Japan's politics have entered 2013 with a mixed freshness. Former Prime Minister Shinzo Abe has clinched a rare second shot at the prime minister’s post. His first term, which began in late 2006, lasted only about a year and ended with his sudden resignation. But following its landslide victory last month, his Liberal Democratic Party (LDP) has secured a two-thirds majority in the 480-seat Lower House, giving it the constitutional power to override Upper House opposition, where no single party holds a majority, on almost all issues.
I was in Japan during the week leading up to the election, meeting with corporate executives across various sectors. Business executives in Japan generally expect very little from changes in political leadership. In fact, many view politics more as a sideshow—something that hopefully will not interfere with business. Such low expectations are understandable given the daunting challenges the government faces. Japan’s economic development has been slow amid weak global growth. Meanwhile deflation and a strong currency continue to undermine both consumption and investment appetite domestically.
Though my own expectations for Japanese politics have also been low, I now see some opportunity for positive changes to occur. The LDP campaigned on a platform to overcome deflation via an aggressive monetary policy by the Bank of Japan (BOJ). The current BOJ governor has been somewhat reluctant to expand quantitative easing compared to his counterparts in the U.S. Federal Reserve or the European Central Bank. This has led to the continuous strengthening of the yen, which has pressured Japan's export sector. But Prime Minister Abe has indicated he will seek to replace the current governor, whose term ends in April, with a candidate who supports aggressive easing. If renewed monetary expansion can stem deflation and weaken the yen, it would be a big boost for Japan's export sector. In fact, the yen has already weakened by roughly 9% against the U.S. dollar to a two-year low since Lower House elections were called for in mid-November.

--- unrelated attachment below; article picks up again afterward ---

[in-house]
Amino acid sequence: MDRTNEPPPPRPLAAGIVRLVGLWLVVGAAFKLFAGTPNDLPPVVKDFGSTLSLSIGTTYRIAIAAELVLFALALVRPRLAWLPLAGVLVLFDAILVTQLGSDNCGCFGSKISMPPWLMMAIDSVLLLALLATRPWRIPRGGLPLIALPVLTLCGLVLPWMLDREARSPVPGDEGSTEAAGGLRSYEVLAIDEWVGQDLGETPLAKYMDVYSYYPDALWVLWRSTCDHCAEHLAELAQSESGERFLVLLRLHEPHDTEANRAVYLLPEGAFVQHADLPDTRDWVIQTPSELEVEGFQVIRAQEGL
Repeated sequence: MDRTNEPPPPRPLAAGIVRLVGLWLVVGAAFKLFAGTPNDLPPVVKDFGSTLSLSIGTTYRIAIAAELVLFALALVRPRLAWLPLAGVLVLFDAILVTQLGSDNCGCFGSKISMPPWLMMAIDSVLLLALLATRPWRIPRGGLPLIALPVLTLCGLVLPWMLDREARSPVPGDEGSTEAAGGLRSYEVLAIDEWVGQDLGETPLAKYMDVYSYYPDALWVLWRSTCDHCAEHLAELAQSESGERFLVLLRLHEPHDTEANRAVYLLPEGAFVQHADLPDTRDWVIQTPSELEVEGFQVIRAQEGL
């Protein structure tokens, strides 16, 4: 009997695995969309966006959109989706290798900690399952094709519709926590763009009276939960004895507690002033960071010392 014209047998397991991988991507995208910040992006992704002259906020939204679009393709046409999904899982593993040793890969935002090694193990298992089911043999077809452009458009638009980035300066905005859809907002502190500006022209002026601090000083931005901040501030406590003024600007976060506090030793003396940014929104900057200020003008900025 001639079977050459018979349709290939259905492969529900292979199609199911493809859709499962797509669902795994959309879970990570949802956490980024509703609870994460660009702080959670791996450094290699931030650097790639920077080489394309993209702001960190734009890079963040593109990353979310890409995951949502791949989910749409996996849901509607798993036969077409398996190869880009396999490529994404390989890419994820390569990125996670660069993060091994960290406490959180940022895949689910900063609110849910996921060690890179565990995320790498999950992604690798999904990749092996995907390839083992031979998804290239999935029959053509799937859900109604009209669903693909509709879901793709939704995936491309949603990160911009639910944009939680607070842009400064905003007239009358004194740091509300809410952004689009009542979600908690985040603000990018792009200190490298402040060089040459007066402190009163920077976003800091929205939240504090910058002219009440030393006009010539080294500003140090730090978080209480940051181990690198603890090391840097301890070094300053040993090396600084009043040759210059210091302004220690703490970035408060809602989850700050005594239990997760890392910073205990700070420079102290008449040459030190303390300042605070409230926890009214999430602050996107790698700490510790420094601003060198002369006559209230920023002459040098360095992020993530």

In addition, the LDP coalition has already agreed on a US$120 billion supplementary budget to jump start the economy. For those who that think this sounds like “bridge to nowhere” spending (destined to be wasted on projects that will never come to be), such a budget may seem odd given the government debt situation. But infrastructure spending in Japan has actually been quite low over the past decade. In fact, some parts of the public infrastructure are in need of a major facelift, evidenced by a recent highway tunnel collapse. Additional public spending should provide at least some relief in the short term.
There is no shortage of critics who are quick to point out the various structural issues facing Japan, but in my view, deflation is the single-largest challenge that Japanese companies face. Turning the tide on deflation and the strong currency would be a major step toward putting Japan Inc. on better and stronger footing.
Matthews International Capital Management, LLC
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